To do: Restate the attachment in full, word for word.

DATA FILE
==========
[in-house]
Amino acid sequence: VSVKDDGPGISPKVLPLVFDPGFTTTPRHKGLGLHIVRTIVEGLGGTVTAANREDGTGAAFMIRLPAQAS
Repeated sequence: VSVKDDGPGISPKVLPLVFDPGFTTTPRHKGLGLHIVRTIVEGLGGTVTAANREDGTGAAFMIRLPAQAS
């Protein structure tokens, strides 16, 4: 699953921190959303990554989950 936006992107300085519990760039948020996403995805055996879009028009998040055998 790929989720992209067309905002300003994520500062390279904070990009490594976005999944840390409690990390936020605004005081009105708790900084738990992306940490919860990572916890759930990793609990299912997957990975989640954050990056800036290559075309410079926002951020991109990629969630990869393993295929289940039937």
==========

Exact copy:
[in-house]
Amino acid sequence: VSVKDDGPGISPKVLPLVFDPGFTTTPRHKGLGLHIVRTIVEGLGGTVTAANREDGTGAAFMIRLPAQAS
Repeated sequence: VSVKDDGPGISPKVLPLVFDPGFTTTPRHKGLGLHIVRTIVEGLGGTVTAANREDGTGAAFMIRLPAQAS
């Protein structure tokens, strides 16, 4: 699953921190959303990554989950 936006992107300085519990760039948020996403995805055996879009028009998040055998 790929989720992209067309905002300003994520500062390279904070990009490594976005999944840390409690990390936020605004005081009105708790900084738990992306940490919860990572916890759930990793609990299912997957990975989640954050990056800036290559075309410079926002951020991109990629969630990869393993295929289940039937």